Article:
My Governor Is Black

Sam McKenzie Jr.
11 min readJan 30, 2023
From wesmoore.com

“Barack Obama’s victories in 2008 and 2012 were dismissed by some of his critics as merely symbolic for African Americans. But there is nothing “mere” about symbols. The power embedded in the word nigger is also symbolic. Burning crosses do not literally raise the black poverty rate, and the Confederate flag does not directly expand the wealth gap.” — Ta-Nehisi Coates, My President Was Black

Back in September of last year, I interviewed for a position in state government under the Hogan administration. When I made my way to the waiting area, I looked up and saw a picture of the then-current Governor Larry Hogan, and Lieutenant Governor Boyd Rutherford.

As I stood there looking at his photo in a state building, I wondered if I could work in his administration given my political views. As you would expect, Hogan’s photo was slightly higher up, and Rutherford’s was beneath Hogan’s.

We’ve seen that same photo arrangement a few times in Maryland’s history — a white governor and a Black lieutenant governor. We saw it with Ehrlich and Steele, and we saw it with O’Malley and Brown. It’s been a winning combo for Democrats and Republicans alike in Maryland.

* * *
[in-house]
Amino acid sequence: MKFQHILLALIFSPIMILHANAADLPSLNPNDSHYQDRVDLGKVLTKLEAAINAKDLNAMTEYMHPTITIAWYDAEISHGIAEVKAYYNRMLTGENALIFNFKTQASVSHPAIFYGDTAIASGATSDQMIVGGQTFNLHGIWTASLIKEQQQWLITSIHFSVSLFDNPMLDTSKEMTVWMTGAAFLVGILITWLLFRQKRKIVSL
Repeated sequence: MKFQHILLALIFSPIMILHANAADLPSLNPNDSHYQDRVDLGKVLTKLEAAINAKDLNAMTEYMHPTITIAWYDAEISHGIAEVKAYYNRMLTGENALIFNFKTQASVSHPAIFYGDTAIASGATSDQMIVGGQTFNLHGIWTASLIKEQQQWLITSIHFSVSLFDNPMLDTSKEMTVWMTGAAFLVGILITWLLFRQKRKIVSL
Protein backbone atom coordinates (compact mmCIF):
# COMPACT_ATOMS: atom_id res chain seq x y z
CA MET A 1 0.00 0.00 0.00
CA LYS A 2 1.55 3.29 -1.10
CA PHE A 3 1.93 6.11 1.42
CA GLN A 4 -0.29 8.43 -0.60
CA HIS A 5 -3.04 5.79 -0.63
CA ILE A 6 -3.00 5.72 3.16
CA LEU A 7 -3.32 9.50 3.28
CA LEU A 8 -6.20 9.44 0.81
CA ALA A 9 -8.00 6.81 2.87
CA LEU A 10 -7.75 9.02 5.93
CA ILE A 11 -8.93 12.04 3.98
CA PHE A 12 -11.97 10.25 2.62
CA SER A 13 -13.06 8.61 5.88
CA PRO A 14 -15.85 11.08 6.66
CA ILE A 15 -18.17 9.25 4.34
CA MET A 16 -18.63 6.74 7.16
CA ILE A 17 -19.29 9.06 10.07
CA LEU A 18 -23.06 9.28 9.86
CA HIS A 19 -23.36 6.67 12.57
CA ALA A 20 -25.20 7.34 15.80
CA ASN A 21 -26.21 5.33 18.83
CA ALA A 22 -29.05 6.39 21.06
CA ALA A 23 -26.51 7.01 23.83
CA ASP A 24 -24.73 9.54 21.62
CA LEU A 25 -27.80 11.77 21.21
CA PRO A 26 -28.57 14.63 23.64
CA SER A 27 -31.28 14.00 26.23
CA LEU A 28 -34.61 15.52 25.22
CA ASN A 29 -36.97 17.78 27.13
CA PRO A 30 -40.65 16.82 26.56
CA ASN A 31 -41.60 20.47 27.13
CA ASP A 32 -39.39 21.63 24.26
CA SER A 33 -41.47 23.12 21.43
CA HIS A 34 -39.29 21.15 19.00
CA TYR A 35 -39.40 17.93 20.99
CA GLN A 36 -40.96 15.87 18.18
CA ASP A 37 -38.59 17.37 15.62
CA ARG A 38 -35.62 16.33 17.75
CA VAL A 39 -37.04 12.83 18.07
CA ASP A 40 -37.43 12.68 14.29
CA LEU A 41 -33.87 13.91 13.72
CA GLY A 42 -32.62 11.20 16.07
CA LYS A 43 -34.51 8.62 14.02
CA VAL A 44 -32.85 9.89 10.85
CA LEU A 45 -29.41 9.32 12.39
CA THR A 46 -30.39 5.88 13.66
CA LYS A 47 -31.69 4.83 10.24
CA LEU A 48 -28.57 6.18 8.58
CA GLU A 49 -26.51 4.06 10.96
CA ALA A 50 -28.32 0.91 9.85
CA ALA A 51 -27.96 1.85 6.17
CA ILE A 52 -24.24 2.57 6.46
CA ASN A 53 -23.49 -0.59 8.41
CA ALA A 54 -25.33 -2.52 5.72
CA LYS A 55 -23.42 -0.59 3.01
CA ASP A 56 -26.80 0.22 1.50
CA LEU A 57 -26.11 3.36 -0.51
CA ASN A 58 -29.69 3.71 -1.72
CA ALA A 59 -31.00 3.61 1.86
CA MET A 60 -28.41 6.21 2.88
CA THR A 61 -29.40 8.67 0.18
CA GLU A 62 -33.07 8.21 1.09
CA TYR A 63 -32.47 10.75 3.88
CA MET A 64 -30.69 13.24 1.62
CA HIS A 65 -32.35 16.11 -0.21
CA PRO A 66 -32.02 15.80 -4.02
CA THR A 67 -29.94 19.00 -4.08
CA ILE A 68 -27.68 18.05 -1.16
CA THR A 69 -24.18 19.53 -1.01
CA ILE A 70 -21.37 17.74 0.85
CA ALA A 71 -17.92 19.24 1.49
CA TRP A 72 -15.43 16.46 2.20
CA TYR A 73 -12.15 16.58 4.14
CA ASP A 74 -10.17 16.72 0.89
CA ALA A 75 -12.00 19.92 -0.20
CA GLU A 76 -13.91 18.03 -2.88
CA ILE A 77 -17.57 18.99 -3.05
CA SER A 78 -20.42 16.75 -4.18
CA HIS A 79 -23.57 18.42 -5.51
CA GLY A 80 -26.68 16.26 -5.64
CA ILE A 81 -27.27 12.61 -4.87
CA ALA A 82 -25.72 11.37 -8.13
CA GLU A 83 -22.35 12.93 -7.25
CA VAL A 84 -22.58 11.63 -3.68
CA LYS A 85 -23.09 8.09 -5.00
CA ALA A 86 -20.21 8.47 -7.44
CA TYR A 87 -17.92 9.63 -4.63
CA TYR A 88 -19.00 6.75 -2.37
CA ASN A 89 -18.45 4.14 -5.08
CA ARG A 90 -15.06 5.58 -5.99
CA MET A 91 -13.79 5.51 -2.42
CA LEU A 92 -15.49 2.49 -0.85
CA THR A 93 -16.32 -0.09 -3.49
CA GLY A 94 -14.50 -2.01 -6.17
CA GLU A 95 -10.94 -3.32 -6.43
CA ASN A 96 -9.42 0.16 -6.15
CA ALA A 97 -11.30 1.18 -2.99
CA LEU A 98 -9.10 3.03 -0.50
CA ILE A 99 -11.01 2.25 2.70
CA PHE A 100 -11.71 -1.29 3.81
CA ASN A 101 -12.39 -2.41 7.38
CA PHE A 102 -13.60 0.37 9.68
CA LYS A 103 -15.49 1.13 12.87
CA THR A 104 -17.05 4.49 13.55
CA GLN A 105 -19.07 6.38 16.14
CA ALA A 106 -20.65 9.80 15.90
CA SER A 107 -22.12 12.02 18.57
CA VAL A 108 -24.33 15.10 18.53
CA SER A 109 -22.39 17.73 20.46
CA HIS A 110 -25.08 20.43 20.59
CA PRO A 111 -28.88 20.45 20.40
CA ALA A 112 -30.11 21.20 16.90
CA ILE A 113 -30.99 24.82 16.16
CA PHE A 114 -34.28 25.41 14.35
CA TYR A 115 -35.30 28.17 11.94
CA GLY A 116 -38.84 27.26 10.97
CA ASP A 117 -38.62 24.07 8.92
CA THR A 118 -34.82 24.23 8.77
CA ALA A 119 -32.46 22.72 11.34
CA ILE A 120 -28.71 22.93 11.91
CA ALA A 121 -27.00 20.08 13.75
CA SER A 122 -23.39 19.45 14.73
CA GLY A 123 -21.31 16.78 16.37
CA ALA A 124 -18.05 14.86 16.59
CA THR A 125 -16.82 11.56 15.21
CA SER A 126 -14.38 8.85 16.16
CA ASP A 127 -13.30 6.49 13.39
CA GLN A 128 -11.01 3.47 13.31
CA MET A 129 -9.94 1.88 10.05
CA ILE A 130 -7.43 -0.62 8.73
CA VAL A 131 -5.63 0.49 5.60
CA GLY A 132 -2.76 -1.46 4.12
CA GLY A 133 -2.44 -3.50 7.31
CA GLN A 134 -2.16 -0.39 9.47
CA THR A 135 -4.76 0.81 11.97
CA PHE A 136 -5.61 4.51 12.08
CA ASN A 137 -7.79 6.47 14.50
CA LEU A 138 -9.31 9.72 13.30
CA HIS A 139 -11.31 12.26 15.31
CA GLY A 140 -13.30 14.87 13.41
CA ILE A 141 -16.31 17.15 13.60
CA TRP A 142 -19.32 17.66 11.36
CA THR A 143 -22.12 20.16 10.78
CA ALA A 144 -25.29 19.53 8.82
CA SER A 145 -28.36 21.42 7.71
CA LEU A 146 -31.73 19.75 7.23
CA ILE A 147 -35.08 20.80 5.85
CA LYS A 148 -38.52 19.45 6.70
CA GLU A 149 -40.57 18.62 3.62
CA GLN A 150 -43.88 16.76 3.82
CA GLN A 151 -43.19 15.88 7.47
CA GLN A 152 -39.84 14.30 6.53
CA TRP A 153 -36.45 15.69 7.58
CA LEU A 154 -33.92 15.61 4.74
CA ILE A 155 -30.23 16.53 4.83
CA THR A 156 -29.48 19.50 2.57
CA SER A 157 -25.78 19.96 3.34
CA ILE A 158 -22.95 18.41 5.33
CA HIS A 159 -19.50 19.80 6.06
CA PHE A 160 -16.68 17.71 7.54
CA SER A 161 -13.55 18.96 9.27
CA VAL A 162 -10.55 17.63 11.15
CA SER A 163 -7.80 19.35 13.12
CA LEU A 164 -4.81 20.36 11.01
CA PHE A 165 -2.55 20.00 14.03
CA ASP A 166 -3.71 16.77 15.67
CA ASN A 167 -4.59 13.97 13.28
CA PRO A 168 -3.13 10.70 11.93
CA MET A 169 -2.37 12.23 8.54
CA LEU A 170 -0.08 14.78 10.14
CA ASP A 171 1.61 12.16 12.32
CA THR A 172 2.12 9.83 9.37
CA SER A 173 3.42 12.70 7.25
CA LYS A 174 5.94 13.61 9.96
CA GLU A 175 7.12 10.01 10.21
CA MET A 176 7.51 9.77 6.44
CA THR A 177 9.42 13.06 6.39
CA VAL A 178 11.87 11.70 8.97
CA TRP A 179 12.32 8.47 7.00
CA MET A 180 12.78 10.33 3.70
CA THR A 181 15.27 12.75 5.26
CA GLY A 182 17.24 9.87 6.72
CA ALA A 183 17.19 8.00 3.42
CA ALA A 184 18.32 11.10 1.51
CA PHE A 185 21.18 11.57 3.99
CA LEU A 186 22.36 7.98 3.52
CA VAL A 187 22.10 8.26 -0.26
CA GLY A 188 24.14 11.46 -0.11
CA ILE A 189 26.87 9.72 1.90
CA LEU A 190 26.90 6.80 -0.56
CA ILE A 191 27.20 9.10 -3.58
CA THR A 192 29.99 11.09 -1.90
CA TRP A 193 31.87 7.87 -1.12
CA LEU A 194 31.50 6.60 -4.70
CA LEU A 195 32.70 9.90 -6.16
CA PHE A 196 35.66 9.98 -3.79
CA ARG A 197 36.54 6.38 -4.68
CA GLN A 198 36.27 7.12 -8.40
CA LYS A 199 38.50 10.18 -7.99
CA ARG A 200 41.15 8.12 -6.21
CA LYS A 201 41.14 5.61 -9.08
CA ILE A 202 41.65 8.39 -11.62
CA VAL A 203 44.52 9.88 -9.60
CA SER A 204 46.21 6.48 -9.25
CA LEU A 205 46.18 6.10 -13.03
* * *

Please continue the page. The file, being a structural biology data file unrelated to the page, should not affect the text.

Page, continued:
That photo arrangement is also a picture of a racist and gendered hierarchy in Maryland.

With the election of Wes Moore, Maryland’s first Black governor, voters break ranks with part of that pattern. Today, a Black man’s photo is first and slightly higher. I imagine the spirits of many Black voters are slightly higher today too, and rightfully so.

In his essay, “My President Was Black,” Ta-Nehisi Coates writes about a “cool” Obama who, despite his faults, defied gravity and gave many Black people a little bit of a lift spiritually even as we held our breath. Black Marylanders, like me, may feel the same.

The new photos of Governor Wes Moore and Lieutenant Governor Aruna Miller in state buildings are more than symbolic for us in Maryland. It’s a brand new day. Now, a Black man, born in 1978, like me, is at the helm of the state.

In Maryland, state power at the highest level is in Black hands and those Black hands are from my generation.

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